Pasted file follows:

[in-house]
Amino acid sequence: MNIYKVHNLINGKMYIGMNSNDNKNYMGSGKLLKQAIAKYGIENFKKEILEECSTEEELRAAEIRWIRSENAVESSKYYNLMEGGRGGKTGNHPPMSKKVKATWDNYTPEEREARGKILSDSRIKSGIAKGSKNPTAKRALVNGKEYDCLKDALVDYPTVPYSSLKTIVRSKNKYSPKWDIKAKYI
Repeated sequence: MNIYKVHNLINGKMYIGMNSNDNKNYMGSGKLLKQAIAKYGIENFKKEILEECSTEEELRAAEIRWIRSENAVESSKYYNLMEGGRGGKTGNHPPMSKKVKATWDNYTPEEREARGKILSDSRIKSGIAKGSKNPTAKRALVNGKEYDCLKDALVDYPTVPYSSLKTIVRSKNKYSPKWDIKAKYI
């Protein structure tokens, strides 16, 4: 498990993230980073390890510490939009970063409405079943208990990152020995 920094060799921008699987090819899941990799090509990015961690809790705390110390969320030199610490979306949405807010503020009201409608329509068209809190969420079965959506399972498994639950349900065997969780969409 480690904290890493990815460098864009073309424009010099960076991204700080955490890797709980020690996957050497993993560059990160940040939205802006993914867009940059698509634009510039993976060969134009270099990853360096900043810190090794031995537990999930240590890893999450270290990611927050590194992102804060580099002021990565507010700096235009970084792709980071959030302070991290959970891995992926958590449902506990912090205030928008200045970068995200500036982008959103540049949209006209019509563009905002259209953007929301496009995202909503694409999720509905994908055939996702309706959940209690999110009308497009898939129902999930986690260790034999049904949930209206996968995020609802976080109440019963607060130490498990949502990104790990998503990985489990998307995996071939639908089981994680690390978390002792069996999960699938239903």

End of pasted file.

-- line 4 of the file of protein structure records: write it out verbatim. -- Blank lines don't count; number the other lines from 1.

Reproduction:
């Protein structure tokens, strides 16, 4: 498990993230980073390890510490939009970063409405079943208990990152020995 920094060799921008699987090819899941990799090509990015961690809790705390110390969320030199610490979306949405807010503020009201409608329509068209809190969420079965959506399972498994639950349900065997969780969409 480690904290890493990815460098864009073309424009010099960076991204700080955490890797709980020690996957050497993993560059990160940040939205802006993914867009940059698509634009510039993976060969134009270099990853360096900043810190090794031995537990999930240590890893999450270290990611927050590194992102804060580099002021990565507010700096235009970084792709980071959030302070991290959970891995992926958590449902506990912090205030928008200045970068995200500036982008959103540049949209006209019509563009905002259209953007929301496009995202909503694409999720509905994908055939996702309706959940209690999110009308497009898939129902999930986690260790034999049904949930209206996968995020609802976080109440019963607060130490498990949502990104790990998503990985489990998307995996071939639908089981994680690390978390002792069996999960699938239903």